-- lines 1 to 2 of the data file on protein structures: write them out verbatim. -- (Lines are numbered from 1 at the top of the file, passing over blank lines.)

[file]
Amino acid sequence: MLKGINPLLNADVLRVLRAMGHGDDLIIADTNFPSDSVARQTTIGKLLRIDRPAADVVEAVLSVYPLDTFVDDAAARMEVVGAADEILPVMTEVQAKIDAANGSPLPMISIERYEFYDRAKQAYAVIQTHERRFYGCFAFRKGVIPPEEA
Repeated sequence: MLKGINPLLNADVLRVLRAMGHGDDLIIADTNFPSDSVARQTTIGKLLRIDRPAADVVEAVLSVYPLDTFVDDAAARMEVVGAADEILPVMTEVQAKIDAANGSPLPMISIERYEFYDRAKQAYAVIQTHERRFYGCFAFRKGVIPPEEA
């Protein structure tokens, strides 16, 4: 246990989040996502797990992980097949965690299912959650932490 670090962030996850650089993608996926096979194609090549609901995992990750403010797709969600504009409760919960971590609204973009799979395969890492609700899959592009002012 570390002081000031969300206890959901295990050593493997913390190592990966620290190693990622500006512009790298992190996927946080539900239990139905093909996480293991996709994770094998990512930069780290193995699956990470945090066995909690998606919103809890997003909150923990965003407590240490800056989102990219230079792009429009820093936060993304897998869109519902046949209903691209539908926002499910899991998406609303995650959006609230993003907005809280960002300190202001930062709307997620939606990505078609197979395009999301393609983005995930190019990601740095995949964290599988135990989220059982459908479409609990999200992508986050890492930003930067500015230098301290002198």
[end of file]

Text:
Amino acid sequence: MLKGINPLLNADVLRVLRAMGHGDDLIIADTNFPSDSVARQTTIGKLLRIDRPAADVVEAVLSVYPLDTFVDDAAARMEVVGAADEILPVMTEVQAKIDAANGSPLPMISIERYEFYDRAKQAYAVIQTHERRFYGCFAFRKGVIPPEEA
Repeated sequence: MLKGINPLLNADVLRVLRAMGHGDDLIIADTNFPSDSVARQTTIGKLLRIDRPAADVVEAVLSVYPLDTFVDDAAARMEVVGAADEILPVMTEVQAKIDAANGSPLPMISIERYEFYDRAKQAYAVIQTHERRFYGCFAFRKGVIPPEEA